VIP+ interneurons control neocortical activity across brain states

Jesse Jackson*, Inbal Ayzenshtat, Mahesh M. Karnani, Rafael Yuste

*Corresponding author for this work

Research output: Contribution to JournalArticleAcademicpeer-review


GABAergic interneurons are positioned to powerfully influence the dynamics of neural activity, yet the interneuron-mediated circuit mechanisms that control spontaneous and evoked neocortical activity remains elusive. Vasoactive intestinal peptide (VIP+) interneurons are a specialized cell class which synapse specifically on other interneurons, potentially serving to facilitate increases in cortical activity. In this study, using in vivo Ca2+ imaging, we describe the interaction between local network activity and VIP+ cells and determine their role in modulating neocortical activity in mouse visual cortex. VIP+ cells were active across brain states including locomotion, nonlocomotion, visual stimulation, and under anesthesia. VIP+ activity correlated most clearly with the mean level of population activity of nearby excitatory neurons during all brain states, suggesting VIP+ cells enable high-excitability states in the cortex. The pharmacogenetic blockade of VIP+ cell output reduced network activity during locomotion, nonlocomotion, anesthesia, and visual stimulation, suggesting VIP+ cells exert a state-independent facilitation of neural activity in the cortex. Collectively, our findings demonstrate that VIP+ neurons have a causal role in the generation of high-activity regimes during spontaneous and stimulus evoked neocortical activity.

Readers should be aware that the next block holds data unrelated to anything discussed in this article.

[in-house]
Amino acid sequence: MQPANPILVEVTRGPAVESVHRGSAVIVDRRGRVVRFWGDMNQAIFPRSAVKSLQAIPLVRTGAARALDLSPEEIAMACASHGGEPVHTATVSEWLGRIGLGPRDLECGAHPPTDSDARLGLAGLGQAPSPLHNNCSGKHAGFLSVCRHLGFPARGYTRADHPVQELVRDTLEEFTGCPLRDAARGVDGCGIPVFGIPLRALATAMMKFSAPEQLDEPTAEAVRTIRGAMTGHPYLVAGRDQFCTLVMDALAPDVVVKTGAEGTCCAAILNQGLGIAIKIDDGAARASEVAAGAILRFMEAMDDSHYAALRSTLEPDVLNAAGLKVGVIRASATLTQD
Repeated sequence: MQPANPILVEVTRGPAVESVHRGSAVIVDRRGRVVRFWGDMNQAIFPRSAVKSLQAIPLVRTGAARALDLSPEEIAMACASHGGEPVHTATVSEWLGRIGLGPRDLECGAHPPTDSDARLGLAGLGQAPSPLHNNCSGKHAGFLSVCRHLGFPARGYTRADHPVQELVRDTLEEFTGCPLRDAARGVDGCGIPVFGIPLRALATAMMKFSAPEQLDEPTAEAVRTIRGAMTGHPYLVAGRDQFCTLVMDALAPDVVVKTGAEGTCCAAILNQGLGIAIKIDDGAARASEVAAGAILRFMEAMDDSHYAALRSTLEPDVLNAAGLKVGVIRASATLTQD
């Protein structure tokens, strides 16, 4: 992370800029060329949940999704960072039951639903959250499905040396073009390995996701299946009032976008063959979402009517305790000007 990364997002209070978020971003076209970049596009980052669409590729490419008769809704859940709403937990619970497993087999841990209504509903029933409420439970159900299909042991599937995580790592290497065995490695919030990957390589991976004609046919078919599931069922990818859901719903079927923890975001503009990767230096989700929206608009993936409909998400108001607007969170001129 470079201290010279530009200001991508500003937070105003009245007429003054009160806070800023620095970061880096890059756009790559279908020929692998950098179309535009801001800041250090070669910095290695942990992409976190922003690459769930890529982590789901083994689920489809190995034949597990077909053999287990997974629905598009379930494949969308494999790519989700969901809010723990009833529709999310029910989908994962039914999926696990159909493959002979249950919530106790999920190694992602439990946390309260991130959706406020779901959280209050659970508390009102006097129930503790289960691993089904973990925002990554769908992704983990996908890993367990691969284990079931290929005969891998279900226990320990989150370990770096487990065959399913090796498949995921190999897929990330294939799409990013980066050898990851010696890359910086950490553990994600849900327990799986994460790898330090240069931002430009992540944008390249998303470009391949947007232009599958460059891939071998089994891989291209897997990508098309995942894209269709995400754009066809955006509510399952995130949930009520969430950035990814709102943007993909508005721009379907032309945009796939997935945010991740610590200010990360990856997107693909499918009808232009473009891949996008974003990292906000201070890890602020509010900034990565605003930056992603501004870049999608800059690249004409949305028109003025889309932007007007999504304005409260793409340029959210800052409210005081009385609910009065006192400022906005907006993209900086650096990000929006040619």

Original languageEnglish
Pages (from-to)3008-3017
Number of pages10
JournalJournal of Neurophysiology
Issue number6
Publication statusPublished - 1 Jun 2016
Externally publishedYes


  • GABA
  • Interneurons
  • Neocortex
  • Network
  • Spontaneous activity


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